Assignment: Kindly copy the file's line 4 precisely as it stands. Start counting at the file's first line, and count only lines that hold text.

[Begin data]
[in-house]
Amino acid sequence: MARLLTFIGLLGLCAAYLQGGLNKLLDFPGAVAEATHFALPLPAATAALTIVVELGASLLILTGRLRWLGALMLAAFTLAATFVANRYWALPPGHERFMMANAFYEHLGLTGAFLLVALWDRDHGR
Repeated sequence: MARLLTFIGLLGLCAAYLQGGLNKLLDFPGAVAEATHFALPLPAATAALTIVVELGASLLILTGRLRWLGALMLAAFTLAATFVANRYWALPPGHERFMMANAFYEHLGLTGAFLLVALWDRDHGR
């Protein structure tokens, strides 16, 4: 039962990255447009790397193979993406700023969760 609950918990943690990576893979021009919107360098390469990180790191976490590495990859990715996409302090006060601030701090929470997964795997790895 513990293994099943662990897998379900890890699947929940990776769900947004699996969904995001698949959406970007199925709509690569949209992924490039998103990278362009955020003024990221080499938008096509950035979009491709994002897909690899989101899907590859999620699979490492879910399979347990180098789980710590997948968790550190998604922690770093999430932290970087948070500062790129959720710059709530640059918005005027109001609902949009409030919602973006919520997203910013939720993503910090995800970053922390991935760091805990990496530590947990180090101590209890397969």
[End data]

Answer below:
């Protein structure tokens, strides 16, 4: 039962990255447009790397193979993406700023969760 609950918990943690990576893979021009919107360098390469990180790191976490590495990859990715996409302090006060601030701090929470997964795997790895 513990293994099943662990897998379900890890699947929940990776769900947004699996969904995001698949959406970007199925709509690569949209992924490039998103990278362009955020003024990221080499938008096509950035979009491709994002897909690899989101899907590859999620699979490492879910399979347990180098789980710590997948968790550190998604922690770093999430932290970087948070500062790129959720710059709530640059918005005027109001609902949009409030919602973006919520997203910013939720993503910090995800970053922390991935760091805990990496530590947990180090101590209890397969």